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In Illinois, President Joe Biden praises union workers, their recent strike success

President Joe Biden praised union workers Thursday at an event to mark the re-opening of the Belvidere, Ill., auto plant and the success of the recent UAW contract. Photo by Tannen Maury/UPI
1 of 5 | President Joe Biden praised union workers Thursday at an event to mark the re-opening of the Belvidere, Ill., auto plant and the success of the recent UAW contract. Photo by Tannen Maury/UPI | License Photo

Nov. 9 (UPI) -- President Joe Biden joined UAW President Shawn Fain and Illinois Gov. J.B. Pritzker Thursday to mark the re-opening of the Belvidere, Ill., auto plant and the UAW contract that won historic gains for auto workers.

The White House said Biden's trip to Illinois was meant to highlight his working-family agenda, commitment to creating good-paying union jobs and the UAW strike win that brings thousands of jobs back to the Belvidere plant.

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"When ... in Belvidere, Illinois, he's going to mark the reopening of that assembly plant," White House press secretary Karine Jean-Pierre said during a press briefing Wednesday. "This reopening will create thousands of jobs, highlight the president's commitment to rehiring and retooling the EV and EV battery jobs in the same communities where auto jobs have created good-paying union jobs for decades."

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Biden spoke at the Community Building Complex in Belvidere on Thursday afternoon before a scheduled stop in Chicago for a campaign reception. Biden was scheduled to return to the White House Thursday evening.

There, the president recounted his personal connections to the auto industry in his comments.

"My state of Delaware -- a little state -- because we've got a small population, had the highest percentage of UAW workers in the United States of America. We had the largest GM plant outside of Detroit," Biden said. "But here's the deal, I got raised on automobiles. My dad ran ... an automobile agency for a long time."

He also recounted childhood memories of how auto plant closures can affect workers and communities.

"I grew up in neighborhoods where I know what it's like when a plant closes down. The largest General Motors plant, as I said; the largest Chrysler plant -- when they shut down, people lost their sense of pride. Neighborhoods were in real trouble. People wondered whether they were going to stick around, what would going to happen to their families," Biden said.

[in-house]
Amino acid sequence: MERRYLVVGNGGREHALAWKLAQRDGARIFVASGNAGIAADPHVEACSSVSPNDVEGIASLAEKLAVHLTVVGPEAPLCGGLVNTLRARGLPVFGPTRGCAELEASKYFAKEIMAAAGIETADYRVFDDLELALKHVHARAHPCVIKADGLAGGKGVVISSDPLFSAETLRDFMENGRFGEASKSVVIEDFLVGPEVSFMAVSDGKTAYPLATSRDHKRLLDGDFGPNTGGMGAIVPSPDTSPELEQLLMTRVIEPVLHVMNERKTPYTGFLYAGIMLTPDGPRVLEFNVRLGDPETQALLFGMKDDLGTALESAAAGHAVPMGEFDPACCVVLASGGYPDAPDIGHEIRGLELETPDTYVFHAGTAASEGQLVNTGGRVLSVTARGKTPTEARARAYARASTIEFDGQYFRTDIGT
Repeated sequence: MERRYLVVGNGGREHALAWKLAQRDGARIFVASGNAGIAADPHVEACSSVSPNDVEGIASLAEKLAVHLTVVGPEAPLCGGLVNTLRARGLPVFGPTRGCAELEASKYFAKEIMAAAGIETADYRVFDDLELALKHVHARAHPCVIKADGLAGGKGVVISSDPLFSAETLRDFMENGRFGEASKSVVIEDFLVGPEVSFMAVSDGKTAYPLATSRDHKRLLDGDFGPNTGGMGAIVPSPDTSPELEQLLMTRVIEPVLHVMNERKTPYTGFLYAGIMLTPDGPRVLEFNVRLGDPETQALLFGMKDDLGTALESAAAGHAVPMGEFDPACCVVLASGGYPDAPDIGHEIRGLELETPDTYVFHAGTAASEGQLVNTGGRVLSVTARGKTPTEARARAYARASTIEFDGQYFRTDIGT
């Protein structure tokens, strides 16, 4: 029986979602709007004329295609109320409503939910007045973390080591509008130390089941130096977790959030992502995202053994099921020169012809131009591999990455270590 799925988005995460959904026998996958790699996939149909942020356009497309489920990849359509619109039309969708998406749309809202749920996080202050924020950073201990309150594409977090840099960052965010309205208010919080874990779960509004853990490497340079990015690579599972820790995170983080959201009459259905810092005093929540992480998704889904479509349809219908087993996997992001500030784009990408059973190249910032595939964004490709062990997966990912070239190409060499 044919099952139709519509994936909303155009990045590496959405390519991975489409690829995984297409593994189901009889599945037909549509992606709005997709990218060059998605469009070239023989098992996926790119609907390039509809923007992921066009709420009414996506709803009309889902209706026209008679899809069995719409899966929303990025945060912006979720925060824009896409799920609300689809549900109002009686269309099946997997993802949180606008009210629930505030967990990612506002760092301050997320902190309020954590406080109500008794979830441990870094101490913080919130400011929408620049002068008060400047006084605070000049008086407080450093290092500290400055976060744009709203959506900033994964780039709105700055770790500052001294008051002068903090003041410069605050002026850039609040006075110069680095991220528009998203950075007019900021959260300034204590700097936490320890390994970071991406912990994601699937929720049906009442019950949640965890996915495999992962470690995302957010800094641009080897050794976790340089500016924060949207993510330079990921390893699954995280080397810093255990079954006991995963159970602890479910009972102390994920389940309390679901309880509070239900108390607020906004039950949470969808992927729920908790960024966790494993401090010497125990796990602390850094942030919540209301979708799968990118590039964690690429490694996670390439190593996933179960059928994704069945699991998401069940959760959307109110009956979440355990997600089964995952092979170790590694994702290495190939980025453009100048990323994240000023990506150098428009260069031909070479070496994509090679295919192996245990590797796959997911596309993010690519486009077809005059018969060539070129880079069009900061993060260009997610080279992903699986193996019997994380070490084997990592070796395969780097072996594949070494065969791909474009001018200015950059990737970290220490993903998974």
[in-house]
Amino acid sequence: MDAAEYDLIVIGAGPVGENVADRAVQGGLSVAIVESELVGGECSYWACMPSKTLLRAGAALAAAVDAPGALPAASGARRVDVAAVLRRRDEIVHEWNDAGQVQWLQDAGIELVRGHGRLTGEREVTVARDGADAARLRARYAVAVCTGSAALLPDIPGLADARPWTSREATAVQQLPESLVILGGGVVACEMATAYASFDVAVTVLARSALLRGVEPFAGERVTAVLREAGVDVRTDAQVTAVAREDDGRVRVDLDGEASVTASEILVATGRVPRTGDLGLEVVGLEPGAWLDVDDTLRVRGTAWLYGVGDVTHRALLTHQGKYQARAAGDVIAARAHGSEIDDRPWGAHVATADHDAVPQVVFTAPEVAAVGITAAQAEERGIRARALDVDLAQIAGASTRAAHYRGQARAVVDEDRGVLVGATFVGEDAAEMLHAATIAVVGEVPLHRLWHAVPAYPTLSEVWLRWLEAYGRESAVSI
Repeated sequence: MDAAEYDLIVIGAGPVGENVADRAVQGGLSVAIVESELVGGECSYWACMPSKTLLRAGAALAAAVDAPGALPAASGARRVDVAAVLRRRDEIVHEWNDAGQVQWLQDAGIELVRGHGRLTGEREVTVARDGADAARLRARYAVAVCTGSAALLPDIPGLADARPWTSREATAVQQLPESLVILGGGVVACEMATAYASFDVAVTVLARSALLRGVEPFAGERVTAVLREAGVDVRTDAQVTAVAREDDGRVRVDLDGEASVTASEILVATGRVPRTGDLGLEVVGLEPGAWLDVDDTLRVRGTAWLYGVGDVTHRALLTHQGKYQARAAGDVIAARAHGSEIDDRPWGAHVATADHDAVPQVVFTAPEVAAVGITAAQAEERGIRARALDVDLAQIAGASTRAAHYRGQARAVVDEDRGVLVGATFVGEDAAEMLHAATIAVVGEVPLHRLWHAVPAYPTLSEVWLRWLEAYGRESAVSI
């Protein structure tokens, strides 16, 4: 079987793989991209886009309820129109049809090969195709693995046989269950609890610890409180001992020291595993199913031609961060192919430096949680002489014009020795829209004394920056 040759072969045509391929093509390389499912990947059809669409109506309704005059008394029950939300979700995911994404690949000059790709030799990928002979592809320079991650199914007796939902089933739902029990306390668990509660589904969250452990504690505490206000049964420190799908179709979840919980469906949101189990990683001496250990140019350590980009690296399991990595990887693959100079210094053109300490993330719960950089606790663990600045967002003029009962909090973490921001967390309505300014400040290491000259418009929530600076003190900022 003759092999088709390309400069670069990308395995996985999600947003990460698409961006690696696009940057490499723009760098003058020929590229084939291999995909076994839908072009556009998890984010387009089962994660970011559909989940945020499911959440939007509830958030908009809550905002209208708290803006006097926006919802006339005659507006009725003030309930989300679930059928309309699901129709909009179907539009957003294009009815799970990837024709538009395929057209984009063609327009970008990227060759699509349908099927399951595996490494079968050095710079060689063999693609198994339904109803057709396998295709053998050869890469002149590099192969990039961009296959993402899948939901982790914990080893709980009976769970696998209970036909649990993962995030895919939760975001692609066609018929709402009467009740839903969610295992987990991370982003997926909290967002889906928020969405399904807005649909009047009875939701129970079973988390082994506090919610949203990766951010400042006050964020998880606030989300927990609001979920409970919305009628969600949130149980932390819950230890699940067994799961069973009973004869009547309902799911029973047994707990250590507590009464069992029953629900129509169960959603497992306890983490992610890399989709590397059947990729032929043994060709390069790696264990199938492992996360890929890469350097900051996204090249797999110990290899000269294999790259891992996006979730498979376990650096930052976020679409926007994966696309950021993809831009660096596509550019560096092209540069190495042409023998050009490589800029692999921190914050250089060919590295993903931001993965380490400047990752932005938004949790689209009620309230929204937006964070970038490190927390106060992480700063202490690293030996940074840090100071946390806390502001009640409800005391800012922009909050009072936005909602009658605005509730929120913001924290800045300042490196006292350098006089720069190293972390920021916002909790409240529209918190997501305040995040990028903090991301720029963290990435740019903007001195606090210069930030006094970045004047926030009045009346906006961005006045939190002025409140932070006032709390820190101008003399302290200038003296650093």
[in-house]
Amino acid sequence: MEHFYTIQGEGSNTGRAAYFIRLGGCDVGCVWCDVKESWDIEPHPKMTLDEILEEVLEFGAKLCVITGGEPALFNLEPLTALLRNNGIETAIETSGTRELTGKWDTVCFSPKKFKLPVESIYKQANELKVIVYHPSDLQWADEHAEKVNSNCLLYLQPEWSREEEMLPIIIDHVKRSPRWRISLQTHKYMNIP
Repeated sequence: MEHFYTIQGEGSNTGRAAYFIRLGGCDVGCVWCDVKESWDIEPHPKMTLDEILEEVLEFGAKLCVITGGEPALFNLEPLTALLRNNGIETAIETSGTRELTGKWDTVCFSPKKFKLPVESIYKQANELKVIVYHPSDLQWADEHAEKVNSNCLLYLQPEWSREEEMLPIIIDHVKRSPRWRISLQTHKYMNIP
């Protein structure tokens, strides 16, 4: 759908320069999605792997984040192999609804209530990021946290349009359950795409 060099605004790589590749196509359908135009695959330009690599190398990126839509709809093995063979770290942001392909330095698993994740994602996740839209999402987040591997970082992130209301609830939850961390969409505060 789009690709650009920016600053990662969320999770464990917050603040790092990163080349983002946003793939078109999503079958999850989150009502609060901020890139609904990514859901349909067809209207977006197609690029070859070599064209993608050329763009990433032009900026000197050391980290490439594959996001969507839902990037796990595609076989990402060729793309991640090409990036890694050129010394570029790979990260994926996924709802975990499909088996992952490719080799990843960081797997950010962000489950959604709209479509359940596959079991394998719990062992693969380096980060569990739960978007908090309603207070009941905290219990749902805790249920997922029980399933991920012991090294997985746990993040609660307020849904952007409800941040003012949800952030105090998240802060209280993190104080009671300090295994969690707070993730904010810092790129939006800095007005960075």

Biden also touted his long history with the UAW.

"To the members of the UAW -- you're tough, tough, tough as they come. The first outfit to ever endorse me as a 29-year-old kid when I was running for the United States Senate and have been with me my whole career," Biden said.

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The president also praised UAW President Shawn Fain.

"You know, the fact is, this starts at the top, though, with Shawn Fain. Shawn, you've done one hell of a job, pal," Biden said.

The UAW strike against the Detroit Three automakers won major gains for UAW members, including a 25% total wage increase over the four-year life of the new contract.

During the six-week strike, Biden joined the UAW GM picket line at Willow Run, Mich., just outside of Detroit Sept. 26.

Using a bullhorn, Biden told the striking workers that they saved the automobile industry in 2008 when they made concessions as some of the automakers faced bankruptcy.

"You made a lot of sacrifices and gave up a lot," Biden said on the picket line. "The companies were in trouble. Now they are doing incredibly well and -- guess what? You should be doing incredibly well, too. You deserve a significant raise and other benefits. Let's get back what we lost."

At one point during Thursday's event in Illinois, Biden's comments were interrupted by an Israeli war protester, who shouted, "President Biden, you need to call for a ceasefire in Gaza!" The crowd booed, and Biden continued with his comments.

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